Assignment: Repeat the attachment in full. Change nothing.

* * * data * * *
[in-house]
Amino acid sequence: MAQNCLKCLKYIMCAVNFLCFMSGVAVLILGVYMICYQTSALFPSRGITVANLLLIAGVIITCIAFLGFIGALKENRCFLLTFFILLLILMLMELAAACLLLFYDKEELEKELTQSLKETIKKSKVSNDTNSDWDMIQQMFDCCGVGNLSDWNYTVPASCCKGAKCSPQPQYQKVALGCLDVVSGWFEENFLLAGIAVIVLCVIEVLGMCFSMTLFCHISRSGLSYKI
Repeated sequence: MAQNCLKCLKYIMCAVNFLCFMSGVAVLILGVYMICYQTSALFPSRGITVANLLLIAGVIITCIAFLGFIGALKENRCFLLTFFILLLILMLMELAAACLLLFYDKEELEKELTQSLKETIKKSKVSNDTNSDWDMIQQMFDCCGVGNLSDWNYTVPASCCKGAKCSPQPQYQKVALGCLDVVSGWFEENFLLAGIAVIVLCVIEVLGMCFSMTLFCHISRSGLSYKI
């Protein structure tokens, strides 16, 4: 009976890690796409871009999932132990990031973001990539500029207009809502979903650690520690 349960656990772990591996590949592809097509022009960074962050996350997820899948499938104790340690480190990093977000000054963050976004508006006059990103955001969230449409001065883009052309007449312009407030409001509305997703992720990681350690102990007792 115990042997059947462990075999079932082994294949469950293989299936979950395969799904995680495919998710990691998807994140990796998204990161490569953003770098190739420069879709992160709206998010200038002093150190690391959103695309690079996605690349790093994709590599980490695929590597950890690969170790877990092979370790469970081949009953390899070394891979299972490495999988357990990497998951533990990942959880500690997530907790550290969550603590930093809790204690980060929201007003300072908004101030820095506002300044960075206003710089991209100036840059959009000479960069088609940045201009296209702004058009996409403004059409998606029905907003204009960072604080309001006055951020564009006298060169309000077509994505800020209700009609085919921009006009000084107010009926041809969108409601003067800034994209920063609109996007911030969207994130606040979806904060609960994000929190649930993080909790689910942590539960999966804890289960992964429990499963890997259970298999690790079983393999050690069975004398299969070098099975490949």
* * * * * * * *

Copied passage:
[in-house]
Amino acid sequence: MAQNCLKCLKYIMCAVNFLCFMSGVAVLILGVYMICYQTSALFPSRGITVANLLLIAGVIITCIAFLGFIGALKENRCFLLTFFILLLILMLMELAAACLLLFYDKEELEKELTQSLKETIKKSKVSNDTNSDWDMIQQMFDCCGVGNLSDWNYTVPASCCKGAKCSPQPQYQKVALGCLDVVSGWFEENFLLAGIAVIVLCVIEVLGMCFSMTLFCHISRSGLSYKI
Repeated sequence: MAQNCLKCLKYIMCAVNFLCFMSGVAVLILGVYMICYQTSALFPSRGITVANLLLIAGVIITCIAFLGFIGALKENRCFLLTFFILLLILMLMELAAACLLLFYDKEELEKELTQSLKETIKKSKVSNDTNSDWDMIQQMFDCCGVGNLSDWNYTVPASCCKGAKCSPQPQYQKVALGCLDVVSGWFEENFLLAGIAVIVLCVIEVLGMCFSMTLFCHISRSGLSYKI
């Protein structure tokens, strides 16, 4: 009976890690796409871009999932132990990031973001990539500029207009809502979903650690520690 349960656990772990591996590949592809097509022009960074962050996350997820899948499938104790340690480190990093977000000054963050976004508006006059990103955001969230449409001065883009052309007449312009407030409001509305997703992720990681350690102990007792 115990042997059947462990075999079932082994294949469950293989299936979950395969799904995680495919998710990691998807994140990796998204990161490569953003770098190739420069879709992160709206998010200038002093150190690391959103695309690079996605690349790093994709590599980490695929590597950890690969170790877990092979370790469970081949009953390899070394891979299972490495999988357990990497998951533990990942959880500690997530907790550290969550603590930093809790204690980060929201007003300072908004101030820095506002300044960075206003710089991209100036840059959009000479960069088609940045201009296209702004058009996409403004059409998606029905907003204009960072604080309001006055951020564009006298060169309000077509994505800020209700009609085919921009006009000084107010009926041809969108409601003067800034994209920063609109996007911030969207994130606040979806904060609960994000929190649930993080909790689910942590539960999966804890289960992964429990499963890997259970298999690790079983393999050690069975004398299969070098099975490949």